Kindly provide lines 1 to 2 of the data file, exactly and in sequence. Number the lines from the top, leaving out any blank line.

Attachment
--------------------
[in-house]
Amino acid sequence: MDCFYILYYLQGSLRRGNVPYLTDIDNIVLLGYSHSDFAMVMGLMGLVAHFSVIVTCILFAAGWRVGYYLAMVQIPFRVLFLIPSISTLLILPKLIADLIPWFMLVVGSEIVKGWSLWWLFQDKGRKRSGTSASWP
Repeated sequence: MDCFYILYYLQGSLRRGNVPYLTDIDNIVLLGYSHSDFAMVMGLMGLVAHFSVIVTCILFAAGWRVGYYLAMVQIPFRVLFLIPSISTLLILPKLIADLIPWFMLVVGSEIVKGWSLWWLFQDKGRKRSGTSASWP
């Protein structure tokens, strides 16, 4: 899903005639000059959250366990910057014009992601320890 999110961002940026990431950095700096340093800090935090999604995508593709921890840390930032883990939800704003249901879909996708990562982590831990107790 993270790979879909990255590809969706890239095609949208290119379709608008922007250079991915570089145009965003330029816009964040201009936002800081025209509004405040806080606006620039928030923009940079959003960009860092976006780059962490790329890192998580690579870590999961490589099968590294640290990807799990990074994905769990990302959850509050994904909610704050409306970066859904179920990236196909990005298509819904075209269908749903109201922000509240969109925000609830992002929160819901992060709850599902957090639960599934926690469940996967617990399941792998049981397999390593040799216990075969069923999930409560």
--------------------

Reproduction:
[in-house]
Amino acid sequence: MDCFYILYYLQGSLRRGNVPYLTDIDNIVLLGYSHSDFAMVMGLMGLVAHFSVIVTCILFAAGWRVGYYLAMVQIPFRVLFLIPSISTLLILPKLIADLIPWFMLVVGSEIVKGWSLWWLFQDKGRKRSGTSASWP